The writing seems to be on the wall for the mighty greenback in 2007. The dollar is overvalued and has further to fall in the coming months, with major implications for many countries, not least the oil producers. It is not a coincidence that the US Treasury has just announced the reintroduction of the US silver dollar coin, phased out before the World War II, causing many cynics to wonder why the timing. But the silver dollar will not be the “magic silver bullet” to ease the looming pressure on the American currency. The forces that are driving the dollar down are now more transparent than ever on all fronts, and the good times of the US living on other nation’s surpluses, borrowing and patience is gradually being eroded.
The US balance of payments deficit is at a record 7 percent of a GDP of around $11,000 billion, and the era of the US lecturing other countries to take stringent measures to curb their wayward economic life is over. But there is a terrible dilemma — the United States is still the world’s strongest economy and the dollar is accepted the world over, GDP deficit or not — just ask countries caught up in conflict situations which currency they prefer. But for those countries lucky enough not to caught up in conflicts, and having some choice, the mood is turning sour and some are muttering, although very softly, that enough is enough.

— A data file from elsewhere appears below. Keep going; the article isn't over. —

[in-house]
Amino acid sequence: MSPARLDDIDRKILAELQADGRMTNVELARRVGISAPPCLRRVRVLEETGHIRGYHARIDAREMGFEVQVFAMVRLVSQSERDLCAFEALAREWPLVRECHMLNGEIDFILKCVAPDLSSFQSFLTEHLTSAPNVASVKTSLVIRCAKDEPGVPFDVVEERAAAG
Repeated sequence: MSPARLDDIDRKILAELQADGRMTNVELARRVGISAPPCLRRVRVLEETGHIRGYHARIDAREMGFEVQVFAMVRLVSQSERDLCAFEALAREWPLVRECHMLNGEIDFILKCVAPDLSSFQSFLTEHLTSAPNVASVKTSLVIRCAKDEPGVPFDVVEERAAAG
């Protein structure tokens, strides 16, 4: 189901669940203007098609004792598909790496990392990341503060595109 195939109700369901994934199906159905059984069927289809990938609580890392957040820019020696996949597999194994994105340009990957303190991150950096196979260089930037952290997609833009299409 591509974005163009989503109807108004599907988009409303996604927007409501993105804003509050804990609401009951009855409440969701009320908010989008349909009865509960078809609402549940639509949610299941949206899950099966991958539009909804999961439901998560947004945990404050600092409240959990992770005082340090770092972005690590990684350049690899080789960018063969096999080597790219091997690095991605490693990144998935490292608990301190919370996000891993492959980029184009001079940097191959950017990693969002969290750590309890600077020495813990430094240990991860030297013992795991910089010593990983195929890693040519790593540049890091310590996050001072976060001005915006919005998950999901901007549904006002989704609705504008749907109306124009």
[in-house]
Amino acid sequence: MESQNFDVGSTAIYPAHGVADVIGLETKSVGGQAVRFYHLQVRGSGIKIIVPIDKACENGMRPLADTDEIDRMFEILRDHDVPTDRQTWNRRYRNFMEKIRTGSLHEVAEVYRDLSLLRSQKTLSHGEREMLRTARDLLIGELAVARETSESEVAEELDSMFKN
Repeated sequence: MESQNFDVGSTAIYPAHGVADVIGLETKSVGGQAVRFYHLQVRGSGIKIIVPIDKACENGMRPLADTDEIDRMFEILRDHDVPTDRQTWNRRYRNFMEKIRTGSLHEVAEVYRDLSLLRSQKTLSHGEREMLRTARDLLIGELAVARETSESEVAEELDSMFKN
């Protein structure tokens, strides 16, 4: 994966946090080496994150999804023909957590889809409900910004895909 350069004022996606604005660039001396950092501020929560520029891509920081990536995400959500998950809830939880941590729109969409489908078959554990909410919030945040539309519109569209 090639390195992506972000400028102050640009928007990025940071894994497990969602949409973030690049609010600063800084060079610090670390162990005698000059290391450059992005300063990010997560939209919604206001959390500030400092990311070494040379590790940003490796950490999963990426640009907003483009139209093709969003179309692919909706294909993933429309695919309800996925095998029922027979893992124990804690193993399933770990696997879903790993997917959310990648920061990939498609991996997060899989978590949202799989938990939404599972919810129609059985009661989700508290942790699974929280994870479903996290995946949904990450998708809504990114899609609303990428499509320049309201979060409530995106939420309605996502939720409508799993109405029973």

Economists, as is their wont, are divided on how much further the dollar needs to weaken, before the economic imbalances are “put right”. Some say that a further 20 percent decline is necessary to correct an imbalance where the United States is currently importing 50 percent more than it exports. This is frightening some sections of the US, who fear an erosion of American manufacturing power, and has reinforced domestic protectionist pressures. This in turn is causing some nervousness from counties who have seen an export led boom to the US as their main engine of growth. A sharp fall in the value of the US dollar, and a resurgence of US exports, could paradoxically counter American protectionist pressures, but the issue is one of timing, and who feels most threatened now. A melting away of the dollar’s value is like global warming — a fall in the dollar cannot prove a trend like global warming, but, over time, the evidence is now building up.
For those countries that have amassed large dollar assets, or continue to peg their domestic currency against the dollar, the choices are indeed not pleasant. They cannot openly switch and diversify into other currencies, thus driving down the value of the dollar and further eroding their dollar assets. The issue is not an academic one — OPEC countries are estimated to have amassed around $400 billion in surpluses over the past year alone, twice the estimated Chinese trade balance of $150 billion, held mostly in dollars, despite some discreet Chinese diversification into other currencies.